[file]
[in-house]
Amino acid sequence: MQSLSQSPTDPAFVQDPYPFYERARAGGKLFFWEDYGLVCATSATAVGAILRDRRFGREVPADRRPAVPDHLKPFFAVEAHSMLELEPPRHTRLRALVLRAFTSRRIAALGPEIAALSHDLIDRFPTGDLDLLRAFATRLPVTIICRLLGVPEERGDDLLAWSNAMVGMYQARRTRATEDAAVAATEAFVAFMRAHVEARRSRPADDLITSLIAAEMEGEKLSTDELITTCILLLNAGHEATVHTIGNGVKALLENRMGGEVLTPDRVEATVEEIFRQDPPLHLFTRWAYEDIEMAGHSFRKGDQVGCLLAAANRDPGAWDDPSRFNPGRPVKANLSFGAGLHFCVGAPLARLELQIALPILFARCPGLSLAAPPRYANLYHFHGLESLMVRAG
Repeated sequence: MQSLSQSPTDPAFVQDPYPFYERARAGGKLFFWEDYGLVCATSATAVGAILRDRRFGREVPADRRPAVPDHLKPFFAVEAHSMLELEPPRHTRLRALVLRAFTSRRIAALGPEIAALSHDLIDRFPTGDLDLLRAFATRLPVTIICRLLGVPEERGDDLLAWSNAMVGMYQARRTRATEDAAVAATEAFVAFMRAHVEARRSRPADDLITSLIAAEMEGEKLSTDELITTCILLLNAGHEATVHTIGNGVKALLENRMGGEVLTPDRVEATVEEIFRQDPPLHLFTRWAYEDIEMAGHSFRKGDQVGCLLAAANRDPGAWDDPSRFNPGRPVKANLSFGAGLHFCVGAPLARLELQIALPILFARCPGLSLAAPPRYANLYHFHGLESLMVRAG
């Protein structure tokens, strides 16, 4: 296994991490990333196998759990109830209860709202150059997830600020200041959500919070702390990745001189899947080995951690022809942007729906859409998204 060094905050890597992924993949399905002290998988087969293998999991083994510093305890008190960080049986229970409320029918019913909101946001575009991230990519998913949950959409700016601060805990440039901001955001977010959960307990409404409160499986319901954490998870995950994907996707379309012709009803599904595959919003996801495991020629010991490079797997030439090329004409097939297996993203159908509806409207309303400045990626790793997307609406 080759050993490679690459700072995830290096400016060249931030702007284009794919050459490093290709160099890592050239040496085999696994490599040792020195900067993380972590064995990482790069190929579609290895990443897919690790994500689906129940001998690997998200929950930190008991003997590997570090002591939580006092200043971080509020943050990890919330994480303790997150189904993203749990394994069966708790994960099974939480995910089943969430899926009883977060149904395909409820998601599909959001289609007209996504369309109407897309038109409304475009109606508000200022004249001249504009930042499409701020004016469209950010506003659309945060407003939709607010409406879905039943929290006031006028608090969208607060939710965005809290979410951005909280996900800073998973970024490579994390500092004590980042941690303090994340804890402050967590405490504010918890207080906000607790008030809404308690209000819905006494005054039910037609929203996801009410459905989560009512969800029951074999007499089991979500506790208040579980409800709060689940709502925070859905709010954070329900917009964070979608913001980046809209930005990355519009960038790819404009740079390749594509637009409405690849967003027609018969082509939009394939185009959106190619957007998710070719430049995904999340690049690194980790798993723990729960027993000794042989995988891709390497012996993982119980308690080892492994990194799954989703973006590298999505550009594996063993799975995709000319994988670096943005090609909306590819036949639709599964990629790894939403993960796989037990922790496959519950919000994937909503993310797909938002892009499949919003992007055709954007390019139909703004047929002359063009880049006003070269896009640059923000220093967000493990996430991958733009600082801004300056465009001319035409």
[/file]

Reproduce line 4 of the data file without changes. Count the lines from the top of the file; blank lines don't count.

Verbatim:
């Protein structure tokens, strides 16, 4: 296994991490990333196998759990109830209860709202150059997830600020200041959500919070702390990745001189899947080995951690022809942007729906859409998204 060094905050890597992924993949399905002290998988087969293998999991083994510093305890008190960080049986229970409320029918019913909101946001575009991230990519998913949950959409700016601060805990440039901001955001977010959960307990409404409160499986319901954490998870995950994907996707379309012709009803599904595959919003996801495991020629010991490079797997030439090329004409097939297996993203159908509806409207309303400045990626790793997307609406 080759050993490679690459700072995830290096400016060249931030702007284009794919050459490093290709160099890592050239040496085999696994490599040792020195900067993380972590064995990482790069190929579609290895990443897919690790994500689906129940001998690997998200929950930190008991003997590997570090002591939580006092200043971080509020943050990890919330994480303790997150189904993203749990394994069966708790994960099974939480995910089943969430899926009883977060149904395909409820998601599909959001289609007209996504369309109407897309038109409304475009109606508000200022004249001249504009930042499409701020004016469209950010506003659309945060407003939709607010409406879905039943929290006031006028608090969208607060939710965005809290979410951005909280996900800073998973970024490579994390500092004590980042941690303090994340804890402050967590405490504010918890207080906000607790008030809404308690209000819905006494005054039910037609929203996801009410459905989560009512969800029951074999007499089991979500506790208040579980409800709060689940709502925070859905709010954070329900917009964070979608913001980046809209930005990355519009960038790819404009740079390749594509637009409405690849967003027609018969082509939009394939185009959106190619957007998710070719430049995904999340690049690194980790798993723990729960027993000794042989995988891709390497012996993982119980308690080892492994990194799954989703973006590298999505550009594996063993799975995709000319994988670096943005090609909306590819036949639709599964990629790894939403993960796989037990922790496959519950919000994937909503993310797909938002892009499949919003992007055709954007390019139909703004047929002359063009880049006003070269896009640059923000220093967000493990996430991958733009600082801004300056465009001319035409």